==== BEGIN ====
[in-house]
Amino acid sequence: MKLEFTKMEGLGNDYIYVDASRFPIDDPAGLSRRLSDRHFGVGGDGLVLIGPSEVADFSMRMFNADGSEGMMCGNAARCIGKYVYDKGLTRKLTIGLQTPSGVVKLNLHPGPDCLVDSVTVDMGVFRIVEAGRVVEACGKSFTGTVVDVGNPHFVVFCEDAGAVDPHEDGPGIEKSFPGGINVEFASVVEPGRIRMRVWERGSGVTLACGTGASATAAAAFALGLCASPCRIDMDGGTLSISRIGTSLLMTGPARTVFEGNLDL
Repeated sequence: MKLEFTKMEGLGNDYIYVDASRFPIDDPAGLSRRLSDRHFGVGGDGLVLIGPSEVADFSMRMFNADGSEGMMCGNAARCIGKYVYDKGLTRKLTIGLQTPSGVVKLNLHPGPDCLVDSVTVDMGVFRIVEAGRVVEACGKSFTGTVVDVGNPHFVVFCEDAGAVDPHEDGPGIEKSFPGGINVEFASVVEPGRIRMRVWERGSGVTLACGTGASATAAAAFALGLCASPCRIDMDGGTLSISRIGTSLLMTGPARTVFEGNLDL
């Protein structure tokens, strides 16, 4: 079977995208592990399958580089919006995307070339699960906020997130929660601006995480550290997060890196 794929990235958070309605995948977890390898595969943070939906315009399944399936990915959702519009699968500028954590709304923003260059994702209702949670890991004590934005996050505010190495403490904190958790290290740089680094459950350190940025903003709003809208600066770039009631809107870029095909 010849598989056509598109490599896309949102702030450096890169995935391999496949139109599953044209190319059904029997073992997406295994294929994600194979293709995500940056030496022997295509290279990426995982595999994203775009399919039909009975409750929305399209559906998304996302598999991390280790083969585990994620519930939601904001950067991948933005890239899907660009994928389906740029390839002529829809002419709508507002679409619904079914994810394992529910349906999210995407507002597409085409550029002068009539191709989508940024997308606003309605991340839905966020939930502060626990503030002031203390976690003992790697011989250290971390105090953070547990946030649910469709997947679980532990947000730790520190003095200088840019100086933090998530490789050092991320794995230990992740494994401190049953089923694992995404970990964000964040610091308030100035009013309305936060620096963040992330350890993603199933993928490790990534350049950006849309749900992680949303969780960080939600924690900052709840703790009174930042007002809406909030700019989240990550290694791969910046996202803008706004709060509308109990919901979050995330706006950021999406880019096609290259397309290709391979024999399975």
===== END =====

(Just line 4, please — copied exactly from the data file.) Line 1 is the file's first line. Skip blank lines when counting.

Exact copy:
């Protein structure tokens, strides 16, 4: 079977995208592990399958580089919006995307070339699960906020997130929660601006995480550290997060890196 794929990235958070309605995948977890390898595969943070939906315009399944399936990915959702519009699968500028954590709304923003260059994702209702949670890991004590934005996050505010190495403490904190958790290290740089680094459950350190940025903003709003809208600066770039009631809107870029095909 010849598989056509598109490599896309949102702030450096890169995935391999496949139109599953044209190319059904029997073992997406295994294929994600194979293709995500940056030496022997295509290279990426995982595999994203775009399919039909009975409750929305399209559906998304996302598999991390280790083969585990994620519930939601904001950067991948933005890239899907660009994928389906740029390839002529829809002419709508507002679409619904079914994810394992529910349906999210995407507002597409085409550029002068009539191709989508940024997308606003309605991340839905966020939930502060626990503030002031203390976690003992790697011989250290971390105090953070547990946030649910469709997947679980532990947000730790520190003095200088840019100086933090998530490789050092991320794995230990992740494994401190049953089923694992995404970990964000964040610091308030100035009013309305936060620096963040992330350890993603199933993928490790990534350049950006849309749900992680949303969780960080939600924690900052709840703790009174930042007002809406909030700019989240990550290694791969910046996202803008706004709060509308109990919901979050995330706006950021999406880019096609290259397309290709391979024999399975």